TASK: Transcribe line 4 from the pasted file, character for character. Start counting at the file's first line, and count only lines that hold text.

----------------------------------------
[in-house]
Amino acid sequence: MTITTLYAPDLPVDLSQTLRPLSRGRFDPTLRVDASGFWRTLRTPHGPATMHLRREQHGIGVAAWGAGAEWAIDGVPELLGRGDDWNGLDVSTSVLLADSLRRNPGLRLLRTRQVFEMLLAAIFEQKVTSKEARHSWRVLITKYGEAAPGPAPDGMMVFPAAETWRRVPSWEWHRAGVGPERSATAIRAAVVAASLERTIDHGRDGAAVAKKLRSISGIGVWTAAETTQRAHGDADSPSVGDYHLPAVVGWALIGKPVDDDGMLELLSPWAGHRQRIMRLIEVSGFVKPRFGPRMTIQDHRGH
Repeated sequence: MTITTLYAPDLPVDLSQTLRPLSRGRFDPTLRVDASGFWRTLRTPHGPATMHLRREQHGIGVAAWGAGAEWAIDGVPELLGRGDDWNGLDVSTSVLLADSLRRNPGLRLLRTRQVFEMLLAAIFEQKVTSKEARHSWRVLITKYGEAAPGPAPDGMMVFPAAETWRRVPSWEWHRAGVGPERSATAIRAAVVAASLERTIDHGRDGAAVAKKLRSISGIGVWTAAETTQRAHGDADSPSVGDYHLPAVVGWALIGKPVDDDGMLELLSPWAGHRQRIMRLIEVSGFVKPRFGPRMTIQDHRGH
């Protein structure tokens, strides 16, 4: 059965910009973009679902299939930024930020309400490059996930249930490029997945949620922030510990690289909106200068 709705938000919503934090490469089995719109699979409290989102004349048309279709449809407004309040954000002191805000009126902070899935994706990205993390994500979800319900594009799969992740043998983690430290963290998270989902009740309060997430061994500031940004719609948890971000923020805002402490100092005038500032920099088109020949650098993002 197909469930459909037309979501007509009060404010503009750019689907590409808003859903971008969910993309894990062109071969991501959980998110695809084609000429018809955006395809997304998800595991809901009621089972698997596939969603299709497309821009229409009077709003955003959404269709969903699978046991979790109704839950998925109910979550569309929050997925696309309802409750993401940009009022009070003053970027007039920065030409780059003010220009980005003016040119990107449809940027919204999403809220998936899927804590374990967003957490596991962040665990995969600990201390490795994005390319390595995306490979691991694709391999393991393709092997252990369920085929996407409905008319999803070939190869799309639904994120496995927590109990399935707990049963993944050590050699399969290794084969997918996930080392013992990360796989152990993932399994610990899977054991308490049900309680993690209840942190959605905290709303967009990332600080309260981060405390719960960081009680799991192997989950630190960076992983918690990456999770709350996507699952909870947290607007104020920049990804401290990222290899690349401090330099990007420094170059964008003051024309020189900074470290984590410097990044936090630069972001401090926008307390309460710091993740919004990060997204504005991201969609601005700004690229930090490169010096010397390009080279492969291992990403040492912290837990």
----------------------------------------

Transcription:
């Protein structure tokens, strides 16, 4: 059965910009973009679902299939930024930020309400490059996930249930490029997945949620922030510990690289909106200068 709705938000919503934090490469089995719109699979409290989102004349048309279709449809407004309040954000002191805000009126902070899935994706990205993390994500979800319900594009799969992740043998983690430290963290998270989902009740309060997430061994500031940004719609948890971000923020805002402490100092005038500032920099088109020949650098993002 197909469930459909037309979501007509009060404010503009750019689907590409808003859903971008969910993309894990062109071969991501959980998110695809084609000429018809955006395809997304998800595991809901009621089972698997596939969603299709497309821009229409009077709003955003959404269709969903699978046991979790109704839950998925109910979550569309929050997925696309309802409750993401940009009022009070003053970027007039920065030409780059003010220009980005003016040119990107449809940027919204999403809220998936899927804590374990967003957490596991962040665990995969600990201390490795994005390319390595995306490979691991694709391999393991393709092997252990369920085929996407409905008319999803070939190869799309639904994120496995927590109990399935707990049963993944050590050699399969290794084969997918996930080392013992990360796989152990993932399994610990899977054991308490049900309680993690209840942190959605905290709303967009990332600080309260981060405390719960960081009680799991192997989950630190960076992983918690990456999770709350996507699952909870947290607007104020920049990804401290990222290899690349401090330099990007420094170059964008003051024309020189900074470290984590410097990044936090630069972001401090926008307390309460710091993740919004990060997204504005991201969609601005700004690229930090490169010096010397390009080279492969291992990403040492912290837990």